After my encounter with a sociopath (see case histories: Bill Strunk – Used Car Dealer Takes Woman for a Ride), I have not dated and probably won’t. I see others in bad relationships and even though I’ve learned to spot the red flags, I simply won’t risk it again. A psychologist-friend of mine said: ‘you don’t know how it’s going to turn out.’ I am still rebuilding my life and career and as for being alone, I’m not lonely and loving it.


I can relate very well to the emotions expressed by LRosen and Histrix. I have not dated since the abusive “unity” ended in 2003, mind you although I haven’t seen Mr. Psychopath for over a year and I haven’t spoken to him for over half a year, he still influences my life as 2 of his 3 sons are living with me and he constantly manipulates them which creates major tension in our household.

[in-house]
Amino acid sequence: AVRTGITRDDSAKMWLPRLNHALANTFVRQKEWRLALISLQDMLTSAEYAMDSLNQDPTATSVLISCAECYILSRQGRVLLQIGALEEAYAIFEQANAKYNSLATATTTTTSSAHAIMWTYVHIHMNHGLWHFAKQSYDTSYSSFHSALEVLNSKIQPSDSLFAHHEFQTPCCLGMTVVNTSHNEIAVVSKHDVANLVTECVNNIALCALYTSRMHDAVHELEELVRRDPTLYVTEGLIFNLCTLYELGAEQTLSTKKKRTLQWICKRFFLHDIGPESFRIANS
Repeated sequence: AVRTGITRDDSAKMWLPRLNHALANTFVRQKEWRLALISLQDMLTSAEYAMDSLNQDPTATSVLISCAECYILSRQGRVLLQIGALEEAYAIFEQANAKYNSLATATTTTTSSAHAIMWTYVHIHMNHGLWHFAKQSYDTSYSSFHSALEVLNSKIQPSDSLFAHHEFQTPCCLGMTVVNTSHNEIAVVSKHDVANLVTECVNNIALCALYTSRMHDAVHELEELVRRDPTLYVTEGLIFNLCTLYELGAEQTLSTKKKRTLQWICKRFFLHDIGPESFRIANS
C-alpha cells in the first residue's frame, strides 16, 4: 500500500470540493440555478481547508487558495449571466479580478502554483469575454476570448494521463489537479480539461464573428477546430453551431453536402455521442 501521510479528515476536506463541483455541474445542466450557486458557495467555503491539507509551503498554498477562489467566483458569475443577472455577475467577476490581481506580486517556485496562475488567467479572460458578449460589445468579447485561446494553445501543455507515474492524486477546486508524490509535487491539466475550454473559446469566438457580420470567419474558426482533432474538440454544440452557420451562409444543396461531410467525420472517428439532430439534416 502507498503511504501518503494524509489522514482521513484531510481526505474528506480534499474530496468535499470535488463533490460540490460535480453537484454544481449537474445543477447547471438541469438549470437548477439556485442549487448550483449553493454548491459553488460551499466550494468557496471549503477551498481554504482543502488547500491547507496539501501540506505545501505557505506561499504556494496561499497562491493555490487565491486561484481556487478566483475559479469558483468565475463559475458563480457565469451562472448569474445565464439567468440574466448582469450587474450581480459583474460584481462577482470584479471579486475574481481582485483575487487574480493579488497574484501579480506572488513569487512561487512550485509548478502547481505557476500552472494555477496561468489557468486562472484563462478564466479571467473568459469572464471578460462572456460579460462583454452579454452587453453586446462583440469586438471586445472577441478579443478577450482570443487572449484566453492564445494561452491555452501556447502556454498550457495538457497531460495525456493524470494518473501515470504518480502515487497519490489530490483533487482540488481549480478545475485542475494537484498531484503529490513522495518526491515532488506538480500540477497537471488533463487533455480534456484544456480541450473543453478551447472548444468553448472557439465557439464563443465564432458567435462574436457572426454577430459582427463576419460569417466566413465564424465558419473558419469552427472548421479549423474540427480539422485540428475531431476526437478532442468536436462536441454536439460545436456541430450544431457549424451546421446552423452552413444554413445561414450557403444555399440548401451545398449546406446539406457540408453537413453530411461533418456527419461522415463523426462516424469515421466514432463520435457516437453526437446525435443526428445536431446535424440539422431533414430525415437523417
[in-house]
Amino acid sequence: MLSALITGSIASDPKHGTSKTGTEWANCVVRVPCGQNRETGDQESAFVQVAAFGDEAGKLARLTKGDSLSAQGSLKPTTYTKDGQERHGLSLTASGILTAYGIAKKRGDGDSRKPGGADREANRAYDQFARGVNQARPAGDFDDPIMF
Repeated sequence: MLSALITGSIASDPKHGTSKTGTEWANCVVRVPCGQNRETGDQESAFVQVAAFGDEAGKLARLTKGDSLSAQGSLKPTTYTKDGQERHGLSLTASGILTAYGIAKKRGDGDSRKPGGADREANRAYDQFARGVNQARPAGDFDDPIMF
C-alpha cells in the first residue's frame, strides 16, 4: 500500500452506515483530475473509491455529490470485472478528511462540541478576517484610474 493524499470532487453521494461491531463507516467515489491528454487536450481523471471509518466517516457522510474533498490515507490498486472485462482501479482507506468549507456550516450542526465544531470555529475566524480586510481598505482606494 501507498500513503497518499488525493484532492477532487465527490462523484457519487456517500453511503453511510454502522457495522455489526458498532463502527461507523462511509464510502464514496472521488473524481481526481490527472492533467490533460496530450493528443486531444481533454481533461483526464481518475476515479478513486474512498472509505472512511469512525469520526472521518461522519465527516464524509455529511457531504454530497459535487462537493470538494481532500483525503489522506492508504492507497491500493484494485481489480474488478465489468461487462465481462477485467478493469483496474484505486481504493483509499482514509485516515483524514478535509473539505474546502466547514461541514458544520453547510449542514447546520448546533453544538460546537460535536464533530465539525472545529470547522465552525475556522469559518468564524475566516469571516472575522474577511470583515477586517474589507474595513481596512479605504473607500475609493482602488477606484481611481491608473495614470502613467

As far as moving on, I think I have moved on and I am actually quite happy, but I have absolutely no interest in dating anybody. I just don’t want another relationship, I cannot see it and I cannot visualize myself in a relationship anymore. And I am sure, this is because I have not really dealt with the hurt, but I just cannot afford to feel this pain again ….